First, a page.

Georgia Senate Gives First Hearing to Sports Betting Bill

On Tuesday, the Georgia House of Representatives conducted its inaugural hearing on a significant proposal concerning mobile sports betting in Georgia. This bill was initially passed by the Georgia Senate in early February.

During this time, Senate Bill 386 garnered a favorable vote of 35-15 in the Senate. Spearheaded by state Senator Clint Dixon (R-Burford), the bill aims to establish a framework for mobile sports betting across Georgia. If enacted, the legislation would authorize the issuance of up to 16 sports betting licenses, with a notable provision earmarking eight licenses to be tied to professional sports franchises or organizations within the state.

According to the bill, five licenses would be set aside specifically for Georgia’s professional sports franchises:

  • NFL’s Atlanta Falcons
  • MLB’s Atlanta Braves
  • NBA’s Atlanta Hawks
  • WNBA’s Atlanta Dream
  • MLS’ Atlanta United

In addition, the PGA of America, the Atlanta Motor Speedway, and Augusta National Golf Club — which is known throughout the world for being the home of the Masters tournament — would all be qualified to receive retail and online sports betting licenses. Moreover, the Atlanta Lottery Corporation is prepared to manage sportsbook rights, guaranteeing a thorough strategy for sports wagering in the state.

Dixon addressed the committee, highlighting key provisions that emphasized the inclusion of college sports betting within the proposed legislation, specifying a tax rate of 20% on wagering.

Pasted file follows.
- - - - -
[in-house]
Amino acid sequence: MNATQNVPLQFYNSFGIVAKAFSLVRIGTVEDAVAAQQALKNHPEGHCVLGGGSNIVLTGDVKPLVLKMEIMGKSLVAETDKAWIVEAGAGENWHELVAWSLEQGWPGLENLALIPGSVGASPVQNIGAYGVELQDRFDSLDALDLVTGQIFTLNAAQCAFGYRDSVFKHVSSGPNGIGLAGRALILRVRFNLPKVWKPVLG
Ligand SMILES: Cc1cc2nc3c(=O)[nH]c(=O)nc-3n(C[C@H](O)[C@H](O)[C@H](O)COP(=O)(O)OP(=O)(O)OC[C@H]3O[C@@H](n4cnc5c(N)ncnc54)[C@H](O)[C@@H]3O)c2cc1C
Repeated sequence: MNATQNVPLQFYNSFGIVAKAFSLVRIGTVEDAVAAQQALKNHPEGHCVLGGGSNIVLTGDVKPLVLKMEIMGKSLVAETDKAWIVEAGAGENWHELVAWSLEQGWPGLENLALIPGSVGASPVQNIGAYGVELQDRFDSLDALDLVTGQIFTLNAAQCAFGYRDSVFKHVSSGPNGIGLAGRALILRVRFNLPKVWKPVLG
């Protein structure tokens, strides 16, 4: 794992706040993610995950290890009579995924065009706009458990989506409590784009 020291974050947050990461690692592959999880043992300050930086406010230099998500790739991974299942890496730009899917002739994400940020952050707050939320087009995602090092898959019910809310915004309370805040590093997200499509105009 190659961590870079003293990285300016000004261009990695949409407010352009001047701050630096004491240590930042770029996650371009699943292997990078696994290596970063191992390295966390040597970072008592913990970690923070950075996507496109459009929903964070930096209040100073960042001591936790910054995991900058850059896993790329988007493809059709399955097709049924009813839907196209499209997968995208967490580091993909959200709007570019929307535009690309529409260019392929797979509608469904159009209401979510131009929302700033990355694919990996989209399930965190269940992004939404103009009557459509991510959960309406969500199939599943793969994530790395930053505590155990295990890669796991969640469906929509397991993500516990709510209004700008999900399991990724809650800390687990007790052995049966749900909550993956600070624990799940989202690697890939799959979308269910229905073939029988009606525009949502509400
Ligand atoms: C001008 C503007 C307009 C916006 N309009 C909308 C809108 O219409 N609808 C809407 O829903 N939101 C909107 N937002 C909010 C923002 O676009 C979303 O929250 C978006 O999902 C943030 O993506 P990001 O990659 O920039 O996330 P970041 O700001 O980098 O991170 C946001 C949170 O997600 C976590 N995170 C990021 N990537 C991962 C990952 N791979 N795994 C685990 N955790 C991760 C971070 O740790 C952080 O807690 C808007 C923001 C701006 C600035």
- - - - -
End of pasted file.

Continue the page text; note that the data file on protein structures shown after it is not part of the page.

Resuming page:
Moreover, Dixon detailed the financial aspects of the bill, disclosing that the application fee for licenses would amount to $100,000. This fee is intended to cover administrative costs and ensure thorough vetting of applicants. Furthermore, he mentioned the imposition of a substantial $1 million annual renewal fee, reflecting ongoing operational expenses and regulatory oversight.

Fantasy Sports Remains a Core Subject in Sports Betting Bill

At the Tuesday meeting, Dixon spoke about the potential inclusion of daily fantasy sports in the bill. While representatives of faith-based and anti-gambling organizations expressed their concerns, representatives from a variety of daily fantasy firms argued in favor of including their competitions in the law.

PrizePicks’ Director of Government Affairs, Stuart Wilkinson, endorsed the inclusion of DFS in the bill. He stressed the significance of creating a framework that other states, in addition to Georgia, might use as a model. Wilkinson emphasized that legalizing and regulating fantasy sports betting might result in tax revenues that are higher than those anticipated from sports betting alone.

Like every other state, there is always a strong opposition party that will strike out the benefits of sports betting revenue generation over the cons of sports betting. Mike Griffin, serving as the public affairs representative for the Georgia Baptist Mission Board, argues that legislative endeavors aimed at addressing problem gambling, such as SR 579, which mandates a portion of the tax benefits to be allocated towards problem gambling programs, are ineffective.

“There’s no amount of money that can be raised that will overcome the detriments of state-sponsored predatory gambling. The facts and data have already been given before the U.S. Congress that show for every dollar raised in tax revenue from gambling, it costs another three to five dollars in social costs to the government and the taxpayer,” Griffin said.


About the Author
Tebearau Egbe

Tebearau Egbe

Tebearau Egbe is a seasoned gambling writer with more than four years of experience. Armed with a Masters degree in philosophy, Egbe possesses a unique ability to dissect complex industry developments, distilling them into insightful narratives that captivate readers.

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